3 Things Leaders Can Learn About Engagement from the Constitution
July 31, 2011 § Leave a comment
There is an interesting alignment between the elements of an engaged workplace and the environment created by the Constitution of the United State of America. Leaders could learn from this alignment. Furthermore, organizations could benefit from significantly from adopting and implementing these key elements. This significant improvement will manifest in not just increases in engagement but will also boost
profit, productivity, quality, knowledge accumulation, and an overall competitive advantage.
The inalienable rights specified in the Constitution are: Life; Liberty; and the Pursuit of Happiness. The elements of an engaged workplace include: understanding the larger purpose the work serves; being challenged; having the freedom to make choices that can impact work tasks; receiving and giving feedback; seeing progress. Although the words are different, the concepts are aligned.
The industrial age warped our thinking. Industrial age thinking subverts the importance of the minds of workers and puts management on top. In the industrial age, employees don’t need their brains if the one best method or action has already been identified by management. They merely need to be controlled to perform the tasks the way management designed them. This way of thinking was inconsistent with the key elements of the Constitution and yet it accelerated the productivity of workers who tended to be less educated. It also decelerated the
full engagement of those same workers.
The Element of Life
The Constitution was referring to reverence of actual life. In an organization this key element can instead represent the dignity of the individual or “being treated with respect always.” Protecting the dignity of the individual and their life experience is a critical element of
engagement. Often, organizations play lip service to respect. They can’t play lip service to respect and expect to create engagement.
The Element of Liberty
Individual liberties in the Constitution include freedom of speech, to assemble, to practice religion, to enjoy privacy, and others. Furthermore, Government is limited by the Constitution and the people are given the power. Organizations don’t always follow these elements. Freedom of speech, for example, may need to be limited. It may not always be totally appropriate to be able to say anything you want when you want it. Some information is confidential and some is private. On the other hand, full authenticity and full openness is critical for engagement.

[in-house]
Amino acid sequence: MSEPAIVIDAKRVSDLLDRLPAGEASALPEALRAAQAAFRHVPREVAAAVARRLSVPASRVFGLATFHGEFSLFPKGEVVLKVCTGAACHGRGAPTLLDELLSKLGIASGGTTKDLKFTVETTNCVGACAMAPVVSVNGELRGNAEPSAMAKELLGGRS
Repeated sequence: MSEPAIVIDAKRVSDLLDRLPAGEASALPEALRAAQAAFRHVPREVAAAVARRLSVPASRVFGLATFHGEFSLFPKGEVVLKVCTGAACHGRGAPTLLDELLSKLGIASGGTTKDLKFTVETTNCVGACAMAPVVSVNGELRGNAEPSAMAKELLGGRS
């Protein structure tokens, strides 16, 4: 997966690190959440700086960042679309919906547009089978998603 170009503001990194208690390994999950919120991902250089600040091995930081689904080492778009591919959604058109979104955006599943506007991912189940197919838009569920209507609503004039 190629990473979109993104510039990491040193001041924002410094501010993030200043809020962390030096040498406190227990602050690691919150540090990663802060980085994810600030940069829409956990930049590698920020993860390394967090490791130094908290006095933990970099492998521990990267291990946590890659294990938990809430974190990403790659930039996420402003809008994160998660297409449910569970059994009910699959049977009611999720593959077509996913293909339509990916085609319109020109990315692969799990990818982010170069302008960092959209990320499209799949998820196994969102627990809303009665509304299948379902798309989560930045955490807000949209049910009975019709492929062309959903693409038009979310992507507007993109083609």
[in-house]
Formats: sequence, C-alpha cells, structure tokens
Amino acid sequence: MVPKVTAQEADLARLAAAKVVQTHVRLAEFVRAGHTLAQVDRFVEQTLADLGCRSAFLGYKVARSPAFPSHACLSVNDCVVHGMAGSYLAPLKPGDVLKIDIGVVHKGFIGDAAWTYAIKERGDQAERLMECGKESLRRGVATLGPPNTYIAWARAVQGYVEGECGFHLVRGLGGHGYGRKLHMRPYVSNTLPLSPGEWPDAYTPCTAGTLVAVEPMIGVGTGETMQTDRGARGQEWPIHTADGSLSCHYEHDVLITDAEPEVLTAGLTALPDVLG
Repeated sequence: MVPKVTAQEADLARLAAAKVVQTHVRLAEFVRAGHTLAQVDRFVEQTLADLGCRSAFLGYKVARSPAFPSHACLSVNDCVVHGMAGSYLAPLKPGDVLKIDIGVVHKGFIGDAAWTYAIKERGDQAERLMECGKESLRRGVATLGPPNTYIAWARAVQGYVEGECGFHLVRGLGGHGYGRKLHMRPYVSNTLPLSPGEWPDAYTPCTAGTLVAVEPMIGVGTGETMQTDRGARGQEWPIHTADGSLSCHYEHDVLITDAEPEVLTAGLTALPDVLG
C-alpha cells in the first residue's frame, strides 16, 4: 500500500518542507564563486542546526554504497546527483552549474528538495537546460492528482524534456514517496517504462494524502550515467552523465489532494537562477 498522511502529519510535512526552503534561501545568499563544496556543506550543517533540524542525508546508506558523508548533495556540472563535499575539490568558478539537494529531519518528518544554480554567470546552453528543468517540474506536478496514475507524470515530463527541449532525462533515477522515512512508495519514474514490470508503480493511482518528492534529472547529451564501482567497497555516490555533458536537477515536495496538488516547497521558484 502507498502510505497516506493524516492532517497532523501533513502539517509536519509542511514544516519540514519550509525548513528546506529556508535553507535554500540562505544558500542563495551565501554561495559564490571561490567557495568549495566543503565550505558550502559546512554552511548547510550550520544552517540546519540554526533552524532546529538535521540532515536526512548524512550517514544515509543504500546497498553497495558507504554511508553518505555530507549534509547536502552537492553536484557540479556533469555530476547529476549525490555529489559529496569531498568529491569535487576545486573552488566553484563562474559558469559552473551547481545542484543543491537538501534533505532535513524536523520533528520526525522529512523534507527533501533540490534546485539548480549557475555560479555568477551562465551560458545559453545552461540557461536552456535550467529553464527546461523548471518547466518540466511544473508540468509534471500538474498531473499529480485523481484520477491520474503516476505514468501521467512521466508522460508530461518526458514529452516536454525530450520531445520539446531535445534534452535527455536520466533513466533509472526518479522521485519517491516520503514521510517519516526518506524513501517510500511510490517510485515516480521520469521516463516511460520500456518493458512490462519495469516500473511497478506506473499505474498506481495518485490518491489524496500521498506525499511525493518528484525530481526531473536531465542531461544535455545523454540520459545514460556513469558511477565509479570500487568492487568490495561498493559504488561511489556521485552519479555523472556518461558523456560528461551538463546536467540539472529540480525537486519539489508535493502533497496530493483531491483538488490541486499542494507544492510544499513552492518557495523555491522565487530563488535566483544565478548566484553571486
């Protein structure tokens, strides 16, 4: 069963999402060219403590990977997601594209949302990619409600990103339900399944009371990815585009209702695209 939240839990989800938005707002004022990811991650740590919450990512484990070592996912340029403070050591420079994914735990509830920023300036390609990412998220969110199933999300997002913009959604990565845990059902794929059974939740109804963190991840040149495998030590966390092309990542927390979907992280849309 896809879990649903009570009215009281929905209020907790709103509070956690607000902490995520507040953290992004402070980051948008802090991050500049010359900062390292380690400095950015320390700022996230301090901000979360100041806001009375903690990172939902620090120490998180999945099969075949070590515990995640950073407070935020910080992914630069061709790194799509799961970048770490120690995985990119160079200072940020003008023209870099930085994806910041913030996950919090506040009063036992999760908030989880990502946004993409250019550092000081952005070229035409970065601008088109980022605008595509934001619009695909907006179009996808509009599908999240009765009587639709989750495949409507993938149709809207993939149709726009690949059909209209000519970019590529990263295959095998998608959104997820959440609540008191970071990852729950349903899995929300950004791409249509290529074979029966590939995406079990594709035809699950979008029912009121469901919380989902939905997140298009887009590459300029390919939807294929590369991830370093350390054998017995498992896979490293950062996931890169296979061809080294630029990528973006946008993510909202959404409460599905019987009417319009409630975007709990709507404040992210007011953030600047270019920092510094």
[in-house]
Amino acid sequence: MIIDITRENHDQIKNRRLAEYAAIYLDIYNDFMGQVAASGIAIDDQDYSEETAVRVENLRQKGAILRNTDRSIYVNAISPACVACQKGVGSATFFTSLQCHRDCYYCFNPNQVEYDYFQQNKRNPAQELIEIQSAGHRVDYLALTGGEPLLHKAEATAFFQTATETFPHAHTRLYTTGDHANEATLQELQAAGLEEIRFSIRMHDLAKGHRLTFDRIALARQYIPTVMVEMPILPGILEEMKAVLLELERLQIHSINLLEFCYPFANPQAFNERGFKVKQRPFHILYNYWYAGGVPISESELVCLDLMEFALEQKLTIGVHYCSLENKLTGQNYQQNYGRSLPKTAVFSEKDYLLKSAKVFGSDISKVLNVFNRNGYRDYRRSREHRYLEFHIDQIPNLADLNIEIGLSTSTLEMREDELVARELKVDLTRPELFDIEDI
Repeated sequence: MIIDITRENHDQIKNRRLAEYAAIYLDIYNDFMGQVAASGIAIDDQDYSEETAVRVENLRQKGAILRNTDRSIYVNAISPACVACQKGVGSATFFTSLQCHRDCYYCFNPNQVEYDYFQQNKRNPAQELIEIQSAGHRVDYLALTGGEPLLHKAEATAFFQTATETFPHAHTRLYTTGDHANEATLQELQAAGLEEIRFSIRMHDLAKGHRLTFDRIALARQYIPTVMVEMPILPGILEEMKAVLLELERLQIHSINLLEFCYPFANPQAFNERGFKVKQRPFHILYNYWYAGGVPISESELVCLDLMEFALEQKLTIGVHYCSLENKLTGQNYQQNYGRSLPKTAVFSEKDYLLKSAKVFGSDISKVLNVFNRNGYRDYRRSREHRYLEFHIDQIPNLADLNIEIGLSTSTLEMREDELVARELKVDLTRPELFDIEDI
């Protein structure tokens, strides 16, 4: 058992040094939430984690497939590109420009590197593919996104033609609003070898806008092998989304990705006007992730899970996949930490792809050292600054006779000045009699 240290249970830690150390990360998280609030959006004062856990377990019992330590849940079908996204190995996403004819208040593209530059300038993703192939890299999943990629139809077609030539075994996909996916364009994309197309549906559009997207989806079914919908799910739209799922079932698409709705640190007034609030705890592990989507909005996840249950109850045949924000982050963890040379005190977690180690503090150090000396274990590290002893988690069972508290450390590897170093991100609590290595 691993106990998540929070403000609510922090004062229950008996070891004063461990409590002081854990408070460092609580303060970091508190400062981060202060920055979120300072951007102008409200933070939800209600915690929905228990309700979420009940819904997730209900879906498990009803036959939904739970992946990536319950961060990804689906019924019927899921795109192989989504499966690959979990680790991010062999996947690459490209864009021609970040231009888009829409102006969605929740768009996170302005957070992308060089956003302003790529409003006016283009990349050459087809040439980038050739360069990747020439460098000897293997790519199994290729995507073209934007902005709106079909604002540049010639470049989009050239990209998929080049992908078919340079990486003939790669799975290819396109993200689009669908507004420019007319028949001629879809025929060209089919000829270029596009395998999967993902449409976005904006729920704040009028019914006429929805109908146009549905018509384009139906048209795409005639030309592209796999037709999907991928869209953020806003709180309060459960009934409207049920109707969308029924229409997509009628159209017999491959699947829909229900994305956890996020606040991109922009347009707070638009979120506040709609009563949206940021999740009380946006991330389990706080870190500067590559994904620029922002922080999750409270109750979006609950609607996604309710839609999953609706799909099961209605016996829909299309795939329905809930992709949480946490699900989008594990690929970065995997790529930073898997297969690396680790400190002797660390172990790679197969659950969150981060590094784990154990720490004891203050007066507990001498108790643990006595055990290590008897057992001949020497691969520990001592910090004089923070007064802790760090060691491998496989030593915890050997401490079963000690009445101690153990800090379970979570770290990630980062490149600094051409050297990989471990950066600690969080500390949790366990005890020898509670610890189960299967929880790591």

People must feel as if they can speak up when necessary. Openness and engagement will increase together. They are interdependent.
Having the freedom to offer ideas that will become part of the culture, strategy, and/or policy of the organization is another freedom that
impacts engagement. Organizations that provide opportunities for employees to contribute toward the factors that impact their
environment will improve their engagement.
The Element of Pursuing Happiness
In the Constitution this element originally referred to rights to own private property. In an organization, property rights and happiness rights can refer to having choices and control over one’s actions. It can refer to personal responsibility and choosing to take action to improve work.
This element of the Constitution also aligns perfectly with those engagement elements that enable a worker to optimize learning. These include the understanding of the higher purpose served by the organization and the work the employee performs, ability to choose responsibilities that are challenging, the ability to choose actions that can improve those responsibilities, and the ability to give and receive
Learning is a key factor that can create happiness for employees. When the key elements of learning are optimized, engagement improves. When engagement improves happiness improves. Pursuing knowledge in an organization is aligned with pursuing happiness in our economy.
The Constitution can teach us all about how to create engagement. We moved away from the key inalienable rights, during the Industrial Revolution, in both our schools and our organizations. We did so with the best of intentions. This must change now because we need engagement more than ever to remain competitive in the global economy. It is time leaders revisited how to manifest these rights in their organizations.